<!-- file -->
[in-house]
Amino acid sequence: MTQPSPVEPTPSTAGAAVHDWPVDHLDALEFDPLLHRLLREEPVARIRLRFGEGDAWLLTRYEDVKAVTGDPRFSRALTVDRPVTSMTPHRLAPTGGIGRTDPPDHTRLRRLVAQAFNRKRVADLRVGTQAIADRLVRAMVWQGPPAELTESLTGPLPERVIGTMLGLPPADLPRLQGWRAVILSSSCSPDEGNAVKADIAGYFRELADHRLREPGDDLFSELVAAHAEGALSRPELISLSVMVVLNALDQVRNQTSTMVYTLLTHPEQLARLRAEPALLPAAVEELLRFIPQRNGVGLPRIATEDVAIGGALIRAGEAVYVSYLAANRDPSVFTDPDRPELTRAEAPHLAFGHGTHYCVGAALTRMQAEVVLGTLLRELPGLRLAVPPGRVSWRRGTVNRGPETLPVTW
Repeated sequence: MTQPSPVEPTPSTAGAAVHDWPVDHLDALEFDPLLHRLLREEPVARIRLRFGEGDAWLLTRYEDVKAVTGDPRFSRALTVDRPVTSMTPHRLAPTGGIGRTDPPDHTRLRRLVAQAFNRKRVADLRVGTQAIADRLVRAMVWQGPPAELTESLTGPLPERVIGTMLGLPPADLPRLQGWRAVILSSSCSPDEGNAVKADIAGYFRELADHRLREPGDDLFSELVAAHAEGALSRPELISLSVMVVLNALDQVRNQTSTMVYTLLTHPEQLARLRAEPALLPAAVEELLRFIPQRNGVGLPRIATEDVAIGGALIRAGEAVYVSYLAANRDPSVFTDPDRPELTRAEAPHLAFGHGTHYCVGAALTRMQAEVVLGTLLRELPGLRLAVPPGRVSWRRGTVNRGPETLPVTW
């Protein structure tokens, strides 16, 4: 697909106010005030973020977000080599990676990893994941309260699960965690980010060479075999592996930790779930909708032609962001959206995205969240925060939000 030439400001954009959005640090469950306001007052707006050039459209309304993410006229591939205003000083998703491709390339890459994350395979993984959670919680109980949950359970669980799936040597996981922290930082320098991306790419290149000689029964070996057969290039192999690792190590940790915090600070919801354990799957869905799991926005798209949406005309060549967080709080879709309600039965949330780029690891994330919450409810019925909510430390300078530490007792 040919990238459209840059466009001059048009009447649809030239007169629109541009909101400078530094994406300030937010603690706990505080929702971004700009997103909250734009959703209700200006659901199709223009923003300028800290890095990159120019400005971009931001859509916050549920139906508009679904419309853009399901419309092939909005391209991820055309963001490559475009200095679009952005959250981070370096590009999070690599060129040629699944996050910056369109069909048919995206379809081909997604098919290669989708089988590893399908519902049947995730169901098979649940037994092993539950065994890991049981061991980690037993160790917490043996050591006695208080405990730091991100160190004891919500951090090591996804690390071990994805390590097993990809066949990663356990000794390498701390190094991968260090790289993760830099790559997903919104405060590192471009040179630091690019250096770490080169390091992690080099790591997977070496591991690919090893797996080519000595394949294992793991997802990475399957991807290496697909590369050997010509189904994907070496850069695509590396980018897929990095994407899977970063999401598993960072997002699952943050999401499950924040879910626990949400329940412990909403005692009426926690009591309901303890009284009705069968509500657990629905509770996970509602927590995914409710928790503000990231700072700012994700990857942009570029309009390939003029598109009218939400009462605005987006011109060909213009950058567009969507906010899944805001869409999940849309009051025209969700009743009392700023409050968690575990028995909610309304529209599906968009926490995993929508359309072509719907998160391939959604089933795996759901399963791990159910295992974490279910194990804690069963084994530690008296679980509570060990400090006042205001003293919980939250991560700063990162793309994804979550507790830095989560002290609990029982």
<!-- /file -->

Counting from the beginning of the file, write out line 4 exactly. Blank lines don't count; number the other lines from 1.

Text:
């Protein structure tokens, strides 16, 4: 697909106010005030973020977000080599990676990893994941309260699960965690980010060479075999592996930790779930909708032609962001959206995205969240925060939000 030439400001954009959005640090469950306001007052707006050039459209309304993410006229591939205003000083998703491709390339890459994350395979993984959670919680109980949950359970669980799936040597996981922290930082320098991306790419290149000689029964070996057969290039192999690792190590940790915090600070919801354990799957869905799991926005798209949406005309060549967080709080879709309600039965949330780029690891994330919450409810019925909510430390300078530490007792 040919990238459209840059466009001059048009009447649809030239007169629109541009909101400078530094994406300030937010603690706990505080929702971004700009997103909250734009959703209700200006659901199709223009923003300028800290890095990159120019400005971009931001859509916050549920139906508009679904419309853009399901419309092939909005391209991820055309963001490559475009200095679009952005959250981070370096590009999070690599060129040629699944996050910056369109069909048919995206379809081909997604098919290669989708089988590893399908519902049947995730169901098979649940037994092993539950065994890991049981061991980690037993160790917490043996050591006695208080405990730091991100160190004891919500951090090591996804690390071990994805390590097993990809066949990663356990000794390498701390190094991968260090790289993760830099790559997903919104405060590192471009040179630091690019250096770490080169390091992690080099790591997977070496591991690919090893797996080519000595394949294992793991997802990475399957991807290496697909590369050997010509189904994907070496850069695509590396980018897929990095994407899977970063999401598993960072997002699952943050999401499950924040879910626990949400329940412990909403005692009426926690009591309901303890009284009705069968509500657990629905509770996970509602927590995914409710928790503000990231700072700012994700990857942009570029309009390939003029598109009218939400009462605005987006011109060909213009950058567009969507906010899944805001869409999940849309009051025209969700009743009392700023409050968690575990028995909610309304529209599906968009926490995993929508359309072509719907998160391939959604089933795996759901399963791990159910295992974490279910194990804690069963084994530690008296679980509570060990400090006042205001003293919980939250991560700063990162793309994804979550507790830095989560002290609990029982």